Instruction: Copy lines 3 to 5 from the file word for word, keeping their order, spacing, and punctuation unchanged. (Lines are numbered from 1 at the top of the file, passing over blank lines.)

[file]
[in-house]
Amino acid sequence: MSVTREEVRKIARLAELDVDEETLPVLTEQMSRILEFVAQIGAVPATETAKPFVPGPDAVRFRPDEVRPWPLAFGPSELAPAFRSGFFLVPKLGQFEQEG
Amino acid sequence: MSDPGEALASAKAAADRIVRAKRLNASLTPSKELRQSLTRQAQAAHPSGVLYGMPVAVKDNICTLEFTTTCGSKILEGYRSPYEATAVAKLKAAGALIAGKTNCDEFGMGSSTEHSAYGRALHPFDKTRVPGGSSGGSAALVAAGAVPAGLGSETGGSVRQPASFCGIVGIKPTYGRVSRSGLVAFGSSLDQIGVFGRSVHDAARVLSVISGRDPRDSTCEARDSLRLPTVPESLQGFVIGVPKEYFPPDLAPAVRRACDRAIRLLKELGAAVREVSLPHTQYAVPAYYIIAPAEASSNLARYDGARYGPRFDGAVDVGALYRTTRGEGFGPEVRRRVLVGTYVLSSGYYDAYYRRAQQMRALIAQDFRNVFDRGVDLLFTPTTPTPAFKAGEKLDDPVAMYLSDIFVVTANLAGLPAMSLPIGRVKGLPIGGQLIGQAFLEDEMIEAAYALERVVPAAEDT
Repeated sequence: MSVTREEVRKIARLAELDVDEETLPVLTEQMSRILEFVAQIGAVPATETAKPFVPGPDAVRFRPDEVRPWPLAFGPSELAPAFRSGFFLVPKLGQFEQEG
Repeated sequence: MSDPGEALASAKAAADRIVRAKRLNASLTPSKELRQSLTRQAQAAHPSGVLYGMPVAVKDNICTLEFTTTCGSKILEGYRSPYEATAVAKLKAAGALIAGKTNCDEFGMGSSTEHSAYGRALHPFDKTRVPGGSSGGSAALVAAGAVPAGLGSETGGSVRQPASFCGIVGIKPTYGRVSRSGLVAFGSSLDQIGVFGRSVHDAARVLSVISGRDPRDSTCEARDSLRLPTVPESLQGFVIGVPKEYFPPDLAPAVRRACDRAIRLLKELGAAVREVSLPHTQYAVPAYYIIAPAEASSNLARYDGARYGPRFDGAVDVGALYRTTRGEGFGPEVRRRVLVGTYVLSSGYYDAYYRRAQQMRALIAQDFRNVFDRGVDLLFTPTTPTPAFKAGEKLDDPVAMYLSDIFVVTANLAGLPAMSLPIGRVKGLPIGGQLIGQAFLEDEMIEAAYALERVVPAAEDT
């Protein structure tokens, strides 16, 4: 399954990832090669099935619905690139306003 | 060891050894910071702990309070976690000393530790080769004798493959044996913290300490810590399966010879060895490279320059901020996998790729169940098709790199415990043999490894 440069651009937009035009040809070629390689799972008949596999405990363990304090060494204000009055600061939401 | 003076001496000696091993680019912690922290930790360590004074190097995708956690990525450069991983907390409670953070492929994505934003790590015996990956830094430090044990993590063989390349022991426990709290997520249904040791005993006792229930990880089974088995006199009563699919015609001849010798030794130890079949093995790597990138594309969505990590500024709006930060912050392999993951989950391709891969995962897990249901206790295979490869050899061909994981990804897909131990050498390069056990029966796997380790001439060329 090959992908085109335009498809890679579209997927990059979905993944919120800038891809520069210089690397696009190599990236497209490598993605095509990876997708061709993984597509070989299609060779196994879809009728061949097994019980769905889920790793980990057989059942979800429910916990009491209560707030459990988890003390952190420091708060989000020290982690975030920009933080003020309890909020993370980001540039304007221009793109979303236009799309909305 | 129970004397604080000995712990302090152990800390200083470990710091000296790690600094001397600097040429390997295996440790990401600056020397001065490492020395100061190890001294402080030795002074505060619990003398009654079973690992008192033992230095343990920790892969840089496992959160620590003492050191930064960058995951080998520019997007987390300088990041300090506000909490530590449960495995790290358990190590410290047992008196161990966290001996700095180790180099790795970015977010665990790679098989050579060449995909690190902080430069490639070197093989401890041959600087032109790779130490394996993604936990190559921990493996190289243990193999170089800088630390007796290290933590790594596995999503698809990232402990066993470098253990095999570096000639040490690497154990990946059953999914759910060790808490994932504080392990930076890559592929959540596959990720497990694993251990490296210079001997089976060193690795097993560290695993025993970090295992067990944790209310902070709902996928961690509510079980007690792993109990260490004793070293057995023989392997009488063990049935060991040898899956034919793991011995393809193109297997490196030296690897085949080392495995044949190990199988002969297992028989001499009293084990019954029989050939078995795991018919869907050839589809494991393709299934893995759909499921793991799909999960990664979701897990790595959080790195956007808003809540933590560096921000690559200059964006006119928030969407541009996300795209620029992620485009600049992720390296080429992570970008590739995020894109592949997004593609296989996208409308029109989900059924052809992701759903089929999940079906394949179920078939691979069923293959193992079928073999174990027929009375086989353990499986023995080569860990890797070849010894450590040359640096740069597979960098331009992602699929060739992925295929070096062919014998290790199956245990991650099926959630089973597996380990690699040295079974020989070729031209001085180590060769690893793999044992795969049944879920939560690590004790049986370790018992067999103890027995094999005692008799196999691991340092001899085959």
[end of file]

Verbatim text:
Amino acid sequence: MSDPGEALASAKAAADRIVRAKRLNASLTPSKELRQSLTRQAQAAHPSGVLYGMPVAVKDNICTLEFTTTCGSKILEGYRSPYEATAVAKLKAAGALIAGKTNCDEFGMGSSTEHSAYGRALHPFDKTRVPGGSSGGSAALVAAGAVPAGLGSETGGSVRQPASFCGIVGIKPTYGRVSRSGLVAFGSSLDQIGVFGRSVHDAARVLSVISGRDPRDSTCEARDSLRLPTVPESLQGFVIGVPKEYFPPDLAPAVRRACDRAIRLLKELGAAVREVSLPHTQYAVPAYYIIAPAEASSNLARYDGARYGPRFDGAVDVGALYRTTRGEGFGPEVRRRVLVGTYVLSSGYYDAYYRRAQQMRALIAQDFRNVFDRGVDLLFTPTTPTPAFKAGEKLDDPVAMYLSDIFVVTANLAGLPAMSLPIGRVKGLPIGGQLIGQAFLEDEMIEAAYALERVVPAAEDT
Repeated sequence: MSVTREEVRKIARLAELDVDEETLPVLTEQMSRILEFVAQIGAVPATETAKPFVPGPDAVRFRPDEVRPWPLAFGPSELAPAFRSGFFLVPKLGQFEQEG
Repeated sequence: MSDPGEALASAKAAADRIVRAKRLNASLTPSKELRQSLTRQAQAAHPSGVLYGMPVAVKDNICTLEFTTTCGSKILEGYRSPYEATAVAKLKAAGALIAGKTNCDEFGMGSSTEHSAYGRALHPFDKTRVPGGSSGGSAALVAAGAVPAGLGSETGGSVRQPASFCGIVGIKPTYGRVSRSGLVAFGSSLDQIGVFGRSVHDAARVLSVISGRDPRDSTCEARDSLRLPTVPESLQGFVIGVPKEYFPPDLAPAVRRACDRAIRLLKELGAAVREVSLPHTQYAVPAYYIIAPAEASSNLARYDGARYGPRFDGAVDVGALYRTTRGEGFGPEVRRRVLVGTYVLSSGYYDAYYRRAQQMRALIAQDFRNVFDRGVDLLFTPTTPTPAFKAGEKLDDPVAMYLSDIFVVTANLAGLPAMSLPIGRVKGLPIGGQLIGQAFLEDEMIEAAYALERVVPAAEDT